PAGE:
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Configuring Mutual Authentication via ApisixTls

In this practice, we will use mTLS to protect our exposed ingress APIs.

To learn more about mTLS, please refer to Mutual authentication

Prerequisites#

  • an available Kubernetes cluster
  • an available APISIX and APISIX Ingress Controller installation

In this guide, we assume that your APISIX is installed in the apisix namespace and ssl is enabled, which is not enabled by default in the Helm Chart. To enable it, you need to set gateway.tls.enabled=true during installation.

Assuming the SSL port is 9443.

Deploy httpbin service#

We use kennethreitz/httpbin as the service image, See its overview page for details.

Deploy it to the default namespace:

kubectl run httpbin --image kennethreitz/httpbin --port 80
kubectl expose pod httpbin --port 80

Route the traffic#

Since SSL is not configured in ApisixRoute, we can use the config similar to the one in practice Proxy the httpbin service.

# route.yaml
apiVersion: apisix.apache.org/v2
kind: ApisixRoute
metadata:
name: httpserver-route
spec:
http:
- name: httpbin
match:
hosts:
- mtls.httpbin.local
paths:
- "/*"
backends:
- serviceName: httpbin
servicePort: 80

Please remember the host field is mtls.httpbin.local. It will be the domain we are going to use.

Test it:

kubectl -n apisix exec -it <APISIX_POD_NAME> -- curl "http://127.0.0.1:9080/ip" -H "Host: mtls.httpbin.local"

It should output:

{
"origin": "127.0.0.1"
}

Certificates#

Before configuring SSL, we must have certificates. Certificates often authorized by certificate provider, which also known as Certification Authority (CA).

You can use OpenSSL to generate self-signed certificates for testing purposes. Some pre-generated certificates for this guide are here.

  • ca.pem: The root CA.
  • server.pem and server.key: Server certificate used to enable SSL (https). Contains correct subjectAltName matches domain mtls.httpbin.local.
  • user.pem and user.key: Client certificate.

To verify them, use commands below:

openssl verify -CAfile ./ca.pem ./server.pem
openssl verify -CAfile ./ca.pem ./user.pem

Protect the route using SSL#

In APISIX Ingress Controller, we use ApisixTls resource to protect our routes.

ApisixTls requires a secret which field cert and key contains the certificate and private key.

A secret yaml containing the certificate mentioned above is here. In this guide, we use this as an example.

kubectl apply -f ./mtls/server-secret.yaml -n default

The secret name is server-secret, we created it in the default namespace. We will reference this secret in ApisixTls.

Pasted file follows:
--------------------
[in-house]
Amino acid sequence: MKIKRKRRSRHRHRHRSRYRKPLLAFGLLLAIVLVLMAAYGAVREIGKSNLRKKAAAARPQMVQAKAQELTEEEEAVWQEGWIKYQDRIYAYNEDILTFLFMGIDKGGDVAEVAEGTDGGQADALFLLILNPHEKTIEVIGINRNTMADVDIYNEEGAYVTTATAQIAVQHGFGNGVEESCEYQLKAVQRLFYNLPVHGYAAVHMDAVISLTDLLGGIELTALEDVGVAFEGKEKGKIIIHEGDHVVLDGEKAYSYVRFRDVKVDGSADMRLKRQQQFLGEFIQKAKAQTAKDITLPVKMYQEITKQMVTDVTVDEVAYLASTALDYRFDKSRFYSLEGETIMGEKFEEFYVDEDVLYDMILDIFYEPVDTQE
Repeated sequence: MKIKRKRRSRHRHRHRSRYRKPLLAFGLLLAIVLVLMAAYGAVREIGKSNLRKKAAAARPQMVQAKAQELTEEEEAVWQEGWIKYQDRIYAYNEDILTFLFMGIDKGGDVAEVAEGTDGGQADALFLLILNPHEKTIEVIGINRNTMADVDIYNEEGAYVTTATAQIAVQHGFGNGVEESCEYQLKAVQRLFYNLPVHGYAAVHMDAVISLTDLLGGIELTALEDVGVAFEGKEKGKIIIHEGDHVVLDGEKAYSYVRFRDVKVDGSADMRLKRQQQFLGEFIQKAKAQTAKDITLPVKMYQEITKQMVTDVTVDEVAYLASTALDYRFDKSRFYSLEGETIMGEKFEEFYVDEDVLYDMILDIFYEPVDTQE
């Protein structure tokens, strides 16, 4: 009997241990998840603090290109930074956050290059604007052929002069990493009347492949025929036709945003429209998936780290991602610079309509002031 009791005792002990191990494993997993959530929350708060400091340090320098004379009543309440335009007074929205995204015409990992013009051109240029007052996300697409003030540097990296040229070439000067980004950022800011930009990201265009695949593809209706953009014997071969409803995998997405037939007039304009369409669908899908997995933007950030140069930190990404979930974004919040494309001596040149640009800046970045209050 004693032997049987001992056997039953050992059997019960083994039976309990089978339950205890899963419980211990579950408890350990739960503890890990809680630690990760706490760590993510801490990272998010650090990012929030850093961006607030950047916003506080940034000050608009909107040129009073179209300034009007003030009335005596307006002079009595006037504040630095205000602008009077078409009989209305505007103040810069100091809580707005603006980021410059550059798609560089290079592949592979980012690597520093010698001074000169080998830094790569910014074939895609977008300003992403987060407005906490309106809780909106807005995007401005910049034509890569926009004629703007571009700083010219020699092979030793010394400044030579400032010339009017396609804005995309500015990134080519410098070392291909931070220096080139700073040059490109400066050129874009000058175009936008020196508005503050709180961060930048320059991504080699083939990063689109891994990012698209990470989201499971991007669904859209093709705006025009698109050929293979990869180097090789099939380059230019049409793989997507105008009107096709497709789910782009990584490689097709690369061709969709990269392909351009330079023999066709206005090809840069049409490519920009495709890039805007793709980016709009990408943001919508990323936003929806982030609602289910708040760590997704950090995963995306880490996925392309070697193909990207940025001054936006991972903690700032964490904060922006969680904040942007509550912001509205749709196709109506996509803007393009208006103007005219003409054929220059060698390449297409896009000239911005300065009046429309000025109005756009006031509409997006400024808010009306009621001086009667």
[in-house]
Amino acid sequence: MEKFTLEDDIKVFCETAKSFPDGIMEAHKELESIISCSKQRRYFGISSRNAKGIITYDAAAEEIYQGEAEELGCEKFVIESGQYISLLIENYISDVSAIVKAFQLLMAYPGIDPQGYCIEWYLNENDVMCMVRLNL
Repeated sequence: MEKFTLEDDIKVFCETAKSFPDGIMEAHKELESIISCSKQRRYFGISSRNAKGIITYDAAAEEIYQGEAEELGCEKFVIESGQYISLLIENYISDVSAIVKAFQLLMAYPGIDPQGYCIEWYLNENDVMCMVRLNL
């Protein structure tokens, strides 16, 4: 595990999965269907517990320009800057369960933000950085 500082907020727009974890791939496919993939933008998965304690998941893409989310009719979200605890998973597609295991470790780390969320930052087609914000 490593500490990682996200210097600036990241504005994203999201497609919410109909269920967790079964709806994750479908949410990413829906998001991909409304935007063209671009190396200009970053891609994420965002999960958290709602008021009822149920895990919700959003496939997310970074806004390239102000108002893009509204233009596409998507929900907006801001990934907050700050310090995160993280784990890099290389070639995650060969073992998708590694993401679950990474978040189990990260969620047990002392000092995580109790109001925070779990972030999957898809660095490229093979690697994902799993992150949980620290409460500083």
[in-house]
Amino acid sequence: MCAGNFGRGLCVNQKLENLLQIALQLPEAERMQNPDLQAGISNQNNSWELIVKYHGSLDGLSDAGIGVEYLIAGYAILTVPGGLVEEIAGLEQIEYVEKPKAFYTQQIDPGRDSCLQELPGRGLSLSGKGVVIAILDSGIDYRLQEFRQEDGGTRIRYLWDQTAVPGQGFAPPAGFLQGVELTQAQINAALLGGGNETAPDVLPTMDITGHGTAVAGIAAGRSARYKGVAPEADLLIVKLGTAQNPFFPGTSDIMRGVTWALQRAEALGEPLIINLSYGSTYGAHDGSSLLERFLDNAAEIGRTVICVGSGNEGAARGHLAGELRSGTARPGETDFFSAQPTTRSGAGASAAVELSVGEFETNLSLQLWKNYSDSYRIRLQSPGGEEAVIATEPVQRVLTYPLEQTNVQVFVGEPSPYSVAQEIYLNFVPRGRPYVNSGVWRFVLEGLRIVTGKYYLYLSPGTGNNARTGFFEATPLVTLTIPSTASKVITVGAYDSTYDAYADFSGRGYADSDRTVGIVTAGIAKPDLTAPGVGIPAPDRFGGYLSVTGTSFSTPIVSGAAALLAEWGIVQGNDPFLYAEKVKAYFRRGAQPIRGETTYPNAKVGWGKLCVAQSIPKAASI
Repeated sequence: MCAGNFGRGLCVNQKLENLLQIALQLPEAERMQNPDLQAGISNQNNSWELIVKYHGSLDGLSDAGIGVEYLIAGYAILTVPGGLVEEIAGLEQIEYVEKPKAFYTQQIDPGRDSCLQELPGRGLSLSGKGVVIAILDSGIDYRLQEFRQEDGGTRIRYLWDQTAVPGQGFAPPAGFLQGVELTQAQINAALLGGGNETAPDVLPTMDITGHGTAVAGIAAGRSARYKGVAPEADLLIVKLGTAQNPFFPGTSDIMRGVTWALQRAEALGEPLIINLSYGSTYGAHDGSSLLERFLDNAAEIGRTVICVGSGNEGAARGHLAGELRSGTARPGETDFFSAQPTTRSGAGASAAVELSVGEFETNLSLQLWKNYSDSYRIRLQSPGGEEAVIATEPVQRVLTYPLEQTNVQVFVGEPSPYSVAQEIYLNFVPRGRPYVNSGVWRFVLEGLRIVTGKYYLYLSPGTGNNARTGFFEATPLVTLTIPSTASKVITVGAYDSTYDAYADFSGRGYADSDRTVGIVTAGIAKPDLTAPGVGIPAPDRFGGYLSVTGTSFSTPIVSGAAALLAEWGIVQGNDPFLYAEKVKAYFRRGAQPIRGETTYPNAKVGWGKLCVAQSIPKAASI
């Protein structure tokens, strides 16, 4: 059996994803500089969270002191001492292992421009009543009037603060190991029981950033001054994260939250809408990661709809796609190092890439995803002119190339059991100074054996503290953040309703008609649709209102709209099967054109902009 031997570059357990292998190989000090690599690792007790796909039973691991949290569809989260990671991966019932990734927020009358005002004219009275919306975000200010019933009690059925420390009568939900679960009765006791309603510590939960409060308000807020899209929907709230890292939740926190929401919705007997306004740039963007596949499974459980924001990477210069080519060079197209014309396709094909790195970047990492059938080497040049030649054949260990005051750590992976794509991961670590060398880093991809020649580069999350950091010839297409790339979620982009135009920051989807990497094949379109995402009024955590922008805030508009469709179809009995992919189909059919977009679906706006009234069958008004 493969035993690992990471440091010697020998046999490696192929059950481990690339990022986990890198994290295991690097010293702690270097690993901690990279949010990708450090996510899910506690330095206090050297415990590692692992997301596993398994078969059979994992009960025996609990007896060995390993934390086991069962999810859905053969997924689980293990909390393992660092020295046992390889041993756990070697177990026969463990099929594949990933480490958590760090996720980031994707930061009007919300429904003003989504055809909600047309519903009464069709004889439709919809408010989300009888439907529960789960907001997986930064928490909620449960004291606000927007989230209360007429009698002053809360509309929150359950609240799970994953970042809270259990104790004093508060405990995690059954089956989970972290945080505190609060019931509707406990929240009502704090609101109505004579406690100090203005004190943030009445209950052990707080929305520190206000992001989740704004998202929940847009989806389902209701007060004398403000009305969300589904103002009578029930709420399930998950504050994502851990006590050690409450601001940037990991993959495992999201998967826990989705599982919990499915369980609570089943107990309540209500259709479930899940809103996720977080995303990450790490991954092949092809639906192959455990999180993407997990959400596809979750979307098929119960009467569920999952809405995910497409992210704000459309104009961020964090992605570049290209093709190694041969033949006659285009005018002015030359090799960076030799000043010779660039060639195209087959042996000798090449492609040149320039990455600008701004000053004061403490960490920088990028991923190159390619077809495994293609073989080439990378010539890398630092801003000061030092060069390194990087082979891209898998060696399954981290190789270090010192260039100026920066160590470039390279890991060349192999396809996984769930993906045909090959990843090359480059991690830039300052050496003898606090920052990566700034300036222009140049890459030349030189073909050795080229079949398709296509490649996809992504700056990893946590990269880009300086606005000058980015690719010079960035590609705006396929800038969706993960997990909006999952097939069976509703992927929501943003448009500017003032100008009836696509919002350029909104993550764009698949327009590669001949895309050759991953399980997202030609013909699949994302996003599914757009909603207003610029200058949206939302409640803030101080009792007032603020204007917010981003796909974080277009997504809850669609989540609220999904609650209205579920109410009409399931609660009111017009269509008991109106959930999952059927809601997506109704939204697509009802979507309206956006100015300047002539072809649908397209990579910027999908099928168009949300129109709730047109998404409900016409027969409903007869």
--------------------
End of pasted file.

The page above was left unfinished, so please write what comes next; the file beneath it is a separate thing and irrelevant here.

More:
# tls.yaml
apiVersion: apisix.apache.org/v2
kind: ApisixTls
metadata:
name: sample-tls
spec:
hosts:
- mtls.httpbin.local
secret:
name: server-secret
namespace: default

The secret field contains the secret reference.

Please note that the hosts field matches our domain mtls.httpbin.local.

Apply this yaml, APISIX Ingress Controller will use our certificate to protect the route. Let's test it.

kubectl -n apisix exec -it <APISIX_POD_NAME> -- curl --resolve 'mtls.httpbin.local:9443:127.0.0.1' "https://mtls.httpbin.local:9443/ip" -k

Some major changes here:

  • Use --resolve parameter to resolve our domain.
    • No Host header set explicit.
  • We are using https and SSL port 9443.
  • Parameter -k to allow insecure connections when using SSL. Because our self-signed certificate is not trusted.

Without the domain mtls.httpbin.local, the request won't succeed.

You can add parameter -v to log the handshake process.

Now, we configured SSL successfully.

Mutual Authentication#

Like server-secret, we will create a client-ca-secret to store the CA that verify the certificate client presents.

kubectl apply -f ./mtls/client-ca-secret.yaml -n default

Then, change our ApisixTls and apply it:

# mtls.yaml
apiVersion: apisix.apache.org/v2
kind: ApisixTls
metadata:
name: sample-tls
spec:
hosts:
- mtls.httpbin.local
secret:
name: server-secret
namespace: default
client:
caSecret:
name: client-ca-secret
namespace: default
depth: 10

The client field references the secret, depth indicates the max certificate chain length.

Let's try to connect the route without any chanegs:

kubectl -n apisix exec -it <APISIX_POD_NAME> -- curl --resolve 'mtls.httpbin.local:9443:127.0.0.1' "https://mtls.httpbin.local:9443/ip" -k

If everything works properly, it will return a 400 Bad Request.

From APISIX access log, we could find logs like this:

2021/05/27 17:20:54 [error] 43#43: *106132 [lua] init.lua:293: http_access_phase(): client certificate was not present, client: 127.0.0.1, server: _, request: "GET /ip HTTP/2.0", host: "mtls.httpbin.local:9443"
127.0.0.1 - - [27/May/2021:17:20:54 +0000] mtls.httpbin.local:9443 "GET /ip HTTP/2.0" 400 154 0.000 "-" "curl/7.76.1" - - - "http://mtls.httpbin.local:9443"

That means our mutual authentication has been enabled successfully.

Now, we need to transfer our client cert to the APISIX container to verify the mTLS functionality.

# Transfer client certificate
kubectl -n apisix cp ./user.key <APISIX_POD_NAME>:/tmp/user.key
kubectl -n apisix cp ./user.pem <APISIX_POD_NAME>:/tmp/user.pem

# Test
kubectl -n apisix exec -it <APISIX_POD_NAME> -- curl --resolve 'mtls.httpbin.local:9443:127.0.0.1' "https://mtls.httpbin.local:9443/ip" -k --cert /tmp/user.pem --key /tmp/user.key

Parameter --cert and --key indicates our certificate and key path.

It should output normally:

{
"origin": "127.0.0.1"
}